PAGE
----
• Degenerative disk disease: as the spinal disks naturally age and degenerate, they can become less flexible and result in sciatic nerve compression and subsequent knee pain.

Treatment options for lower back and joint pain

  • Pain medication: nonsteroidal anti-inflammatory drugs (NSAIDs) or prescribed pain medications can help alleviate sciatic and knee pain.
  • Physical therapy: specific exercises and stretches prescribed by a physical therapist can strengthen the muscles supporting the spine, improve flexibility, and relieve sciatic pain.
  • Heat and cold therapy: applying heat or cold packs to the affected area can help reduce inflammation, alleviate pain, and promote relaxation.
  • Epidural steroid injections: in some cases, injections of corticosteroids into the affected area can help reduce inflammation and relieve sciatica-related knee pain. This is only suitable after trying other methods.
  • Surgery: If conservative treatments don't provide sufficient relief, surgery may be considered for severe cases of sciatica, particularly if there is a herniated disc or spinal stenosis that requires intervention.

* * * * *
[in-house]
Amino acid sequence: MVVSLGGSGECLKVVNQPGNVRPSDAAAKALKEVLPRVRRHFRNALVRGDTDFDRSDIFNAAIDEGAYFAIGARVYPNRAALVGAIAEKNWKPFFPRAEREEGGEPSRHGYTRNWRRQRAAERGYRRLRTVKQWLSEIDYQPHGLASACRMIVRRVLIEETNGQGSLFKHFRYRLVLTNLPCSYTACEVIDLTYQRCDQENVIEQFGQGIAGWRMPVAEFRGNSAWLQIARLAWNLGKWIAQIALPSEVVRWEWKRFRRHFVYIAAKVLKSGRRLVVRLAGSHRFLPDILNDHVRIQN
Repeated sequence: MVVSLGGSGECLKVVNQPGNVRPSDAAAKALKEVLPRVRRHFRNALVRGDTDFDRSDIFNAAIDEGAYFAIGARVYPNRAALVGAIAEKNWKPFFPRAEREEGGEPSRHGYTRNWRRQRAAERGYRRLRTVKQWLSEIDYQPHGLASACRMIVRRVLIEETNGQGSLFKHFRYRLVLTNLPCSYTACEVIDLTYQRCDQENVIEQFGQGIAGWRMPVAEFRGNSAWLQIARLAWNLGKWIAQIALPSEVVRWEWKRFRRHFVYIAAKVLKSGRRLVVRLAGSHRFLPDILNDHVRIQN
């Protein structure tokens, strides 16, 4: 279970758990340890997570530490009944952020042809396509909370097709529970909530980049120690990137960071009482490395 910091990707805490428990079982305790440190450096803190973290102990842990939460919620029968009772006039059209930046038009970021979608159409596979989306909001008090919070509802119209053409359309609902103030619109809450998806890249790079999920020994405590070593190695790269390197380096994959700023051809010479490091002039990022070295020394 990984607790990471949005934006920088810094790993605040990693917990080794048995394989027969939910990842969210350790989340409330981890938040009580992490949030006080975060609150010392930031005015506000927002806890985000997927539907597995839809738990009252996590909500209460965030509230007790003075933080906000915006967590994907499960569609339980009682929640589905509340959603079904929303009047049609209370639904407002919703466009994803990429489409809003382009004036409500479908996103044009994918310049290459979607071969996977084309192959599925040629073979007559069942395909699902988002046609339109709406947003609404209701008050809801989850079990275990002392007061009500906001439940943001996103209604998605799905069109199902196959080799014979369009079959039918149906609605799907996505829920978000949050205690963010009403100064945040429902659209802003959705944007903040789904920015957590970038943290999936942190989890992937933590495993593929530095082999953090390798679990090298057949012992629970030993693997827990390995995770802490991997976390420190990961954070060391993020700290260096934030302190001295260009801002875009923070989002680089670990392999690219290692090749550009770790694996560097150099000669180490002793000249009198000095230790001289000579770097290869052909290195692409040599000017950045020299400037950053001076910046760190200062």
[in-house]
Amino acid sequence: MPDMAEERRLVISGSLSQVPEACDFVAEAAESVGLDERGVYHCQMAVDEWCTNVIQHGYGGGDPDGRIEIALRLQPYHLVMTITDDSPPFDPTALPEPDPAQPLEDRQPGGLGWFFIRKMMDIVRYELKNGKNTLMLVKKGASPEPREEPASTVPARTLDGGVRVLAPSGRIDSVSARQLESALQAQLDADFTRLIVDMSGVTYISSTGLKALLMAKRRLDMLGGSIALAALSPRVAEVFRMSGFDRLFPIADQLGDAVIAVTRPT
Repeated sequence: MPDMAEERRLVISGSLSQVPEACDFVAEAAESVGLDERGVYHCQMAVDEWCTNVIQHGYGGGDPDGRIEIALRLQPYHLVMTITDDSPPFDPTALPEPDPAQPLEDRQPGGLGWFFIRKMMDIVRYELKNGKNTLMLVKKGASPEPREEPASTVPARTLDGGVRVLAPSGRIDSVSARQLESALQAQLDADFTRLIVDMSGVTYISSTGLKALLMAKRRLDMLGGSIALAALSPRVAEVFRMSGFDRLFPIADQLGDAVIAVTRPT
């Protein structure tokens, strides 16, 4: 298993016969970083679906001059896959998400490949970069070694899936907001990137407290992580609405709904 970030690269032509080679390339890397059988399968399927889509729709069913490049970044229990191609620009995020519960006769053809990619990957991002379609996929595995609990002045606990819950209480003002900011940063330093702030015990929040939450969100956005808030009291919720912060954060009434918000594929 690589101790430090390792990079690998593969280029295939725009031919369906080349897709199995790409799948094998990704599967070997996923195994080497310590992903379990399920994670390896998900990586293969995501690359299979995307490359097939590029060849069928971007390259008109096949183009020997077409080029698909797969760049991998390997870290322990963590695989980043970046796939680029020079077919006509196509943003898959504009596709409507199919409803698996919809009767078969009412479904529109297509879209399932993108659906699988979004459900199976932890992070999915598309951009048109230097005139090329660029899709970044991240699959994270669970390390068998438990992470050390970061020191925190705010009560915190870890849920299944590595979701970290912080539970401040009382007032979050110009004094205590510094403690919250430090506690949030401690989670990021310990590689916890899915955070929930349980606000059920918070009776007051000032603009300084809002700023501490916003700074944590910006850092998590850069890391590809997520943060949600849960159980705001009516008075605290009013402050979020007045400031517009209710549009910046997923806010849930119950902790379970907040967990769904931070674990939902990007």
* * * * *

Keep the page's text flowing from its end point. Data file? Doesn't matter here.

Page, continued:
It's important to note that treatment options may vary depending on the underlying cause of the lower back and knee pain. Consulting with a healthcare professional, such as a doctor or physiotherapist, is crucial for an accurate diagnosis and tailored treatment plan.

Lifestyle changes to ease back and knee pain

Back and knee pain can often by worsened by lifestyle factors, such as exercise, diet, activity levels, and how often you spend sitting down. To help alleviate pain, consider the following lifestyle changes: